On March 18, 2020, President Trump signed into law House Resolution 6201, the Families First Coronavirus Response Act (the “Act”). The Act, which is applicable to employers with five hundred (500) or fewer employees, provides expanded paid and unpaid leave to employees in response to the ongoing COVID-19 pandemic.

Emergency Family and Medical Leave Expansion Act

Division C of the Act, subtitled the “Emergency Family and Medical Leave Expansion Act”, uses the existing Family and Medical Leave Act (FMLA) as a framework to provide eligible employees with the right to take up to twelve (12) weeks of job-protected leave. Eligible employees are those who have worked for the employer for at least thirty (30) calendar days and who are unable to work because they must care for their minor child due to the child’s school or care provider being closed or unavailable.

While the first ten (10) days of required leave may be unpaid, employers must provide up to ten (10) weeks of paid leave once the unpaid leave has been utilized by an employee. The required rate of pay is two-thirds (2/3) of the employee’s regular rate of pay, multiplied by the number of hours the employee would otherwise be scheduled to work, up to $200 per day or $10,000 in the aggregate.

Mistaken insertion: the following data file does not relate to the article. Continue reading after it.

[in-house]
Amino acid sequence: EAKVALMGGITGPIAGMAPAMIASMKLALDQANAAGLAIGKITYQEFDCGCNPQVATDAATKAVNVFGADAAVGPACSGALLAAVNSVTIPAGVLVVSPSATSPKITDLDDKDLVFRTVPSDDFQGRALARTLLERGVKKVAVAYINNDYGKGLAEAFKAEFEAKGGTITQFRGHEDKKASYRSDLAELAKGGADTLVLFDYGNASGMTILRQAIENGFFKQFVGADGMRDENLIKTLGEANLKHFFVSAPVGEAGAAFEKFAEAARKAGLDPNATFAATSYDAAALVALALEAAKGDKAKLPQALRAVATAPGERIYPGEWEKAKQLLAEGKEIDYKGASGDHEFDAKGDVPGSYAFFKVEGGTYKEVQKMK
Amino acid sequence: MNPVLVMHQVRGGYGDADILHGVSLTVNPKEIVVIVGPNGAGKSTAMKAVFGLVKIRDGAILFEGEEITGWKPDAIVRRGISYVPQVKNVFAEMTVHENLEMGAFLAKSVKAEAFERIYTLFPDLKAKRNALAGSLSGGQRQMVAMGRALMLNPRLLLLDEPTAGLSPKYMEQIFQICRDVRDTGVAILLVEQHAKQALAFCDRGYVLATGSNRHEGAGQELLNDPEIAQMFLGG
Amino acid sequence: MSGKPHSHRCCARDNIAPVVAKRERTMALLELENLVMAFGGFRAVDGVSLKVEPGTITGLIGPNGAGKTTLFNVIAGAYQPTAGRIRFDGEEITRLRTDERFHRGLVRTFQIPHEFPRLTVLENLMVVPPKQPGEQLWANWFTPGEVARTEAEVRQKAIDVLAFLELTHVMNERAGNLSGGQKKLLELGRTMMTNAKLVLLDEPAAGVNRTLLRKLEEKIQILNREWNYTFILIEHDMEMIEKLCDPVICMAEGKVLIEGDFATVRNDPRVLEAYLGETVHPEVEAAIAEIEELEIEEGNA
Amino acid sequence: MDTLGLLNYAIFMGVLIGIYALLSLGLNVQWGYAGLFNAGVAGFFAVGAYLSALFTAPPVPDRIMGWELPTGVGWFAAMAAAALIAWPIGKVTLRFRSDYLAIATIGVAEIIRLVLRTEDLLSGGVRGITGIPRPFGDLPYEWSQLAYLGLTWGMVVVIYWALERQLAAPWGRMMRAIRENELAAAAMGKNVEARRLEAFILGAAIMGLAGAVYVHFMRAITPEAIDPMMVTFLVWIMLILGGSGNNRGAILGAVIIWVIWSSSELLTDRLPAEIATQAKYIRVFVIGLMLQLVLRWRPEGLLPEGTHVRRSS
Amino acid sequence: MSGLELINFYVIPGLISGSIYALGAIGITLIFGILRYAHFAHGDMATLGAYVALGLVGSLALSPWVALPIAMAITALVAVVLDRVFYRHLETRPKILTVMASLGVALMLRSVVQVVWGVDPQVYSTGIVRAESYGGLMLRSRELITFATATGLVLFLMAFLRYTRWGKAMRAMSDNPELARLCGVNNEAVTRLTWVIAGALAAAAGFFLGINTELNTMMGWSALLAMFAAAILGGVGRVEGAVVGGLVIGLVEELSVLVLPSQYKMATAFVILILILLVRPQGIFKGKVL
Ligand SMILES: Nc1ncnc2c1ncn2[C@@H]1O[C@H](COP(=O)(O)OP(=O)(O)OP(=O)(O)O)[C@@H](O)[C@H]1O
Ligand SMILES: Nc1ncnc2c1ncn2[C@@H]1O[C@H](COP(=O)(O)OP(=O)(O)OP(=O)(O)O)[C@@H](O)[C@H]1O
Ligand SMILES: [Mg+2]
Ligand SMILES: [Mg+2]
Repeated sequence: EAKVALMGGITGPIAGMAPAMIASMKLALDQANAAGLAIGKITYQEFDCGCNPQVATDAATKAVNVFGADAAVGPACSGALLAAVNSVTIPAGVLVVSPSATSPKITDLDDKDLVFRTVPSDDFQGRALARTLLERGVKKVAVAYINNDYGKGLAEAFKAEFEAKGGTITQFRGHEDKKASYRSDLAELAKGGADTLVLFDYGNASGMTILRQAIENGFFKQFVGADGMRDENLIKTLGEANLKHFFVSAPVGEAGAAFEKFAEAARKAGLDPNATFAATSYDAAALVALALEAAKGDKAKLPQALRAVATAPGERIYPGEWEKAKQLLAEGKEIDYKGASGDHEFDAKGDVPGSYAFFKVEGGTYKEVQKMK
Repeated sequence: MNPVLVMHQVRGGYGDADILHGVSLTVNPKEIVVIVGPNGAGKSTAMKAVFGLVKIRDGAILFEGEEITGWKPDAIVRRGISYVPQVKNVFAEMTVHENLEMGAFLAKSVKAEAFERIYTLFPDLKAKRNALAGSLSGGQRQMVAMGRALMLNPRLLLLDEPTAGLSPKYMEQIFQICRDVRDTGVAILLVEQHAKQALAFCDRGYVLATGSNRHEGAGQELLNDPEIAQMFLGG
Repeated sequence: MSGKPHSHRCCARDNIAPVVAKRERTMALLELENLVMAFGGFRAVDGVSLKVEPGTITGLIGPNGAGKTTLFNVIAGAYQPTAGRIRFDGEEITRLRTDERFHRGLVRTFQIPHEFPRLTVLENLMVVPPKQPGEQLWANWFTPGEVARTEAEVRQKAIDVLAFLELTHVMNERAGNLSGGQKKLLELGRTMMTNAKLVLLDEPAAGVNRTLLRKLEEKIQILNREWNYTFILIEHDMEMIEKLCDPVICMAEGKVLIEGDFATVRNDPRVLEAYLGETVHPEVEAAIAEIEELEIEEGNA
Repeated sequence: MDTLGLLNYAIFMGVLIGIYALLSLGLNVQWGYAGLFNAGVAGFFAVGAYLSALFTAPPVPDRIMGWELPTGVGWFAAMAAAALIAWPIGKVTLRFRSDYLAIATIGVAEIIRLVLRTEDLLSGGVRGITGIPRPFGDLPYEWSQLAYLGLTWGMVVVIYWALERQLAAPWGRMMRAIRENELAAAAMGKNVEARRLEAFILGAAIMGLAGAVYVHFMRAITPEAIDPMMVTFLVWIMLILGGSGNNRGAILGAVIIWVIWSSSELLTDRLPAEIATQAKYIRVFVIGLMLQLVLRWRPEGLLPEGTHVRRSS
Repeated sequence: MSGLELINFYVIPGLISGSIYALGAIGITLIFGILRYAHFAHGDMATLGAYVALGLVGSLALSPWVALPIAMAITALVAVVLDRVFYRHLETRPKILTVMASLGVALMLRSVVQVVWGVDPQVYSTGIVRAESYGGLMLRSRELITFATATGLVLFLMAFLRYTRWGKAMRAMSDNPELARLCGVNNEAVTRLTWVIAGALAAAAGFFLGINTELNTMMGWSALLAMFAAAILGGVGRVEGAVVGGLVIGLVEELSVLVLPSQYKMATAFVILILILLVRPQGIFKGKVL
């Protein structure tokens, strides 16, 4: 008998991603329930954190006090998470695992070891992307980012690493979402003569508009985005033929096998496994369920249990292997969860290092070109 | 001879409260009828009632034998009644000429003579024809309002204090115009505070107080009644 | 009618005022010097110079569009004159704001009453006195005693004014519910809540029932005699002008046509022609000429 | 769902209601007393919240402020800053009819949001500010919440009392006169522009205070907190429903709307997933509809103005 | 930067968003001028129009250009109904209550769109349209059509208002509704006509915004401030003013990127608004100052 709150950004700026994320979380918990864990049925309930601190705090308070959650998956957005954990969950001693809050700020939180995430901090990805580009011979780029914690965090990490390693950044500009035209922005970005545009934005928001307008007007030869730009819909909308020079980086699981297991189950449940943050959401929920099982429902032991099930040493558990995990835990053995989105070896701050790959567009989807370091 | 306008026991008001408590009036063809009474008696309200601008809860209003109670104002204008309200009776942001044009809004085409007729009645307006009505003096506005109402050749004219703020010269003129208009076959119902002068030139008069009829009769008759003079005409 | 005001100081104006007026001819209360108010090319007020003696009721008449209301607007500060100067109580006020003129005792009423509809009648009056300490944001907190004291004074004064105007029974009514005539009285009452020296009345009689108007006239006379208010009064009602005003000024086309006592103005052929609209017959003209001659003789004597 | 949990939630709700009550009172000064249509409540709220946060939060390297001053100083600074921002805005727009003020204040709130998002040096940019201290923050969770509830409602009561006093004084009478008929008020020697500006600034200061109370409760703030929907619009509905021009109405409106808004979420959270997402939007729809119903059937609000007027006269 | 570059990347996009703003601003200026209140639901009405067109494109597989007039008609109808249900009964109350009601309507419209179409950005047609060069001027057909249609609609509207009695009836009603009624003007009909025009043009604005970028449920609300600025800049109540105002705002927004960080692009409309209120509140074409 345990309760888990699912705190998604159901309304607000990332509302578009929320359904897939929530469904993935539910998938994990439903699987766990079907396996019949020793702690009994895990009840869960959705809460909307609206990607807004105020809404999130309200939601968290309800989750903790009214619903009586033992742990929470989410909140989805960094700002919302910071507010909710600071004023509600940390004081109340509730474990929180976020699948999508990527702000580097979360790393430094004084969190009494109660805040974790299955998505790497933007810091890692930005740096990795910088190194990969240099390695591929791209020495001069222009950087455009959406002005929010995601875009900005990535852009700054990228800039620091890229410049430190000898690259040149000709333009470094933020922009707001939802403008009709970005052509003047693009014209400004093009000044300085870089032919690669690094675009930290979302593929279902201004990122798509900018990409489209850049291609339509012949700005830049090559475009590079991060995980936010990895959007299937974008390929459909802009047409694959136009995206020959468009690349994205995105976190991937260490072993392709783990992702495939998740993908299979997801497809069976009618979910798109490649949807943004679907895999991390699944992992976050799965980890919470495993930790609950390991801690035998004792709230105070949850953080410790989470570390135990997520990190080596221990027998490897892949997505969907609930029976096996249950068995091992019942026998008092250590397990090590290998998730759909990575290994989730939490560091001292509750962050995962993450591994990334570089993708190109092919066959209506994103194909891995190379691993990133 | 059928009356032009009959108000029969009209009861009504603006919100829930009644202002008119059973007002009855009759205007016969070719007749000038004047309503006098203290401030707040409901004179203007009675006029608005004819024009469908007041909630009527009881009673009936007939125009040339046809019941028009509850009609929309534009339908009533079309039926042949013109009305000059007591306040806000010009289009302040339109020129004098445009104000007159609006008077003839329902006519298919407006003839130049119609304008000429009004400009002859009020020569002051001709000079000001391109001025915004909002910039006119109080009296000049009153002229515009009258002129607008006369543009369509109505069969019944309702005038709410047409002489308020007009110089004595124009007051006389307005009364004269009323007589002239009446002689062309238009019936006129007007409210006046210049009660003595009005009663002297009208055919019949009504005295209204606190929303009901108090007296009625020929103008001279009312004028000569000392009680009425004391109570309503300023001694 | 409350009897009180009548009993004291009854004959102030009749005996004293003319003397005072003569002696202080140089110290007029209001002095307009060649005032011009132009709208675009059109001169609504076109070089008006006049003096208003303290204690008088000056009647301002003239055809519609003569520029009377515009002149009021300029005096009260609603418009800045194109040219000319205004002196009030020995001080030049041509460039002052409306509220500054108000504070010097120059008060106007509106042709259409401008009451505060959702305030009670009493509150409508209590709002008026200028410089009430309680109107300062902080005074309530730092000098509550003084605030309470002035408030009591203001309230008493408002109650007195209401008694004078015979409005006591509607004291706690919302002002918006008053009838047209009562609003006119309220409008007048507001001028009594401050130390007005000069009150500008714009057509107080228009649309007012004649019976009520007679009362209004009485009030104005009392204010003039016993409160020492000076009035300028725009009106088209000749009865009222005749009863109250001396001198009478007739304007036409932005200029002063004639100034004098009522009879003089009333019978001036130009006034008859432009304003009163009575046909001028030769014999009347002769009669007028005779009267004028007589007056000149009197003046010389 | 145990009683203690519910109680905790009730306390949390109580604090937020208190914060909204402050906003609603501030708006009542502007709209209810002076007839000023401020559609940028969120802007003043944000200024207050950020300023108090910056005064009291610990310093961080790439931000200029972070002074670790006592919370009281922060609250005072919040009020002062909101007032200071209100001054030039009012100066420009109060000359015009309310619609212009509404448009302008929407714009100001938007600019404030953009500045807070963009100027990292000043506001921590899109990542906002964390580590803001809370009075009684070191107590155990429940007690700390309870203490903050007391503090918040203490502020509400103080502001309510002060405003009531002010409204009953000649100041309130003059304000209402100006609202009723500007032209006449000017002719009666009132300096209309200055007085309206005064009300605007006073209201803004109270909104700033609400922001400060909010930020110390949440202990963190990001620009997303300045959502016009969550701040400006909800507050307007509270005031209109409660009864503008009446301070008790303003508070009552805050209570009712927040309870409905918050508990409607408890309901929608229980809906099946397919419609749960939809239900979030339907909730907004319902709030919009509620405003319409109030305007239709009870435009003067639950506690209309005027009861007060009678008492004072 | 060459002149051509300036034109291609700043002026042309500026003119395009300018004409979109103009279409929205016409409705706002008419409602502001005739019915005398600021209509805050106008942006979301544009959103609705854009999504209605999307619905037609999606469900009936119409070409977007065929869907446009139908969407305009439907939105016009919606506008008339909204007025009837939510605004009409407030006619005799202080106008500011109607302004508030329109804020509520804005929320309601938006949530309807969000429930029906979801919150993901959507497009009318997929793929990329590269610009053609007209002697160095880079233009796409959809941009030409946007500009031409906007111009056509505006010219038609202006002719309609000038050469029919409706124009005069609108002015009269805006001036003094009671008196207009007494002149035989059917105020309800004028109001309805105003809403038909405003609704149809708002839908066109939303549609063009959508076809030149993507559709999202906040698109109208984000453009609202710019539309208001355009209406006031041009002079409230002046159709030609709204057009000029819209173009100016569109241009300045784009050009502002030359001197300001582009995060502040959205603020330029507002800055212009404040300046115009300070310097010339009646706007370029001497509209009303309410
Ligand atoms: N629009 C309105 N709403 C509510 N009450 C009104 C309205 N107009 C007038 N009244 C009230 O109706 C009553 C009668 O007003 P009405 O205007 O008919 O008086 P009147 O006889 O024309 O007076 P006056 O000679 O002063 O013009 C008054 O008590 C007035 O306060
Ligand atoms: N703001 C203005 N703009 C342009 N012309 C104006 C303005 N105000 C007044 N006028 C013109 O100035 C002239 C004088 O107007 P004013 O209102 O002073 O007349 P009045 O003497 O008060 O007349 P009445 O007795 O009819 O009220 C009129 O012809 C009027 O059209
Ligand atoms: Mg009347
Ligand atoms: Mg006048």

Emergency Paid Sick Leave Act

Division E of the Act, subtitled the “Emergency Paid Sick Leave Act,” requires employers to provide up to eighty (80) hours of paid sick leave to eligible employees, regardless of how long the employee has been employed by the employer. Employees are eligible for paid sick leave under Division E if they are unable to work for any of the following reasons:

  • The employee is subject to a federal, state, or local quarantine or isolation order related to COVID-19;
  • The employee has been advised by a health care provider to self-quarantine due to concerns related to COVID-19;
  • The employee is experiencing symptoms of COVID-19 and is seeking a medical diagnosis;
  • The employee is caring for an individual who is subject to an order to quarantine or isolate by a public order or self-quarantine as advised by a health care provider;
  • The employee is caring for the employee’s child if the school or place of care for such child has been closed, or if the child care provider of such child is unavailable due to COVID-19 precautions; or
  • The employee is experiencing any other substantially similar condition specified by the Secretary of Health and Human Services in consultation with the Secretary of the Treasury and the Secretary of Labor.